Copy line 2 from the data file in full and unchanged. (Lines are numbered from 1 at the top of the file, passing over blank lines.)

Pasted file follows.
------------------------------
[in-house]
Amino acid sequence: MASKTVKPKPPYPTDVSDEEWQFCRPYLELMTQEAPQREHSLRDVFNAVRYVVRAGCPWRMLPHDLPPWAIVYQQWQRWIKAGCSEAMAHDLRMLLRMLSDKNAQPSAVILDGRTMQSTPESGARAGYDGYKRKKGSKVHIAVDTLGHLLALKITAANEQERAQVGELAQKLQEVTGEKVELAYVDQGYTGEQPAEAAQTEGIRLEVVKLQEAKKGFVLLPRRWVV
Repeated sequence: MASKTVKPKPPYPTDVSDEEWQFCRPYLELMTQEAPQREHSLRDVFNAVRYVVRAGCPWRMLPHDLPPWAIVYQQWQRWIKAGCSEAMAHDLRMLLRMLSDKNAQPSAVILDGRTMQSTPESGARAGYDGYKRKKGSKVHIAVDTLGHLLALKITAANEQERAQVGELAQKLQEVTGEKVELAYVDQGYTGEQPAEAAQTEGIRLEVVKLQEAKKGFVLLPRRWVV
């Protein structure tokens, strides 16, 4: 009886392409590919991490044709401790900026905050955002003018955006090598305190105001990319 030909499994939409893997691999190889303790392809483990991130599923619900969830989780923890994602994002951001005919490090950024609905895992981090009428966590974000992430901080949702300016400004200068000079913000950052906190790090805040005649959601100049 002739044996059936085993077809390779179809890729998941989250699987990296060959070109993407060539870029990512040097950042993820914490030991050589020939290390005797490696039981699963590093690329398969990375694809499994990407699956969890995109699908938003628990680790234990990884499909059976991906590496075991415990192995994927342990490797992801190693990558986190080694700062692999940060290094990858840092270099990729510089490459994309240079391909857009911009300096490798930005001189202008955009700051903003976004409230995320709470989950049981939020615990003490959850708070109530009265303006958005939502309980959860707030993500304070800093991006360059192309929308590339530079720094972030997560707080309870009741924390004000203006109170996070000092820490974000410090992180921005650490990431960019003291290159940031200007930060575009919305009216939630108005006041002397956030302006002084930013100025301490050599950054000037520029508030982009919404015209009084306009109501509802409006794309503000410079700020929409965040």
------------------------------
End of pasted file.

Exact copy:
Amino acid sequence: MASKTVKPKPPYPTDVSDEEWQFCRPYLELMTQEAPQREHSLRDVFNAVRYVVRAGCPWRMLPHDLPPWAIVYQQWQRWIKAGCSEAMAHDLRMLLRMLSDKNAQPSAVILDGRTMQSTPESGARAGYDGYKRKKGSKVHIAVDTLGHLLALKITAANEQERAQVGELAQKLQEVTGEKVELAYVDQGYTGEQPAEAAQTEGIRLEVVKLQEAKKGFVLLPRRWVV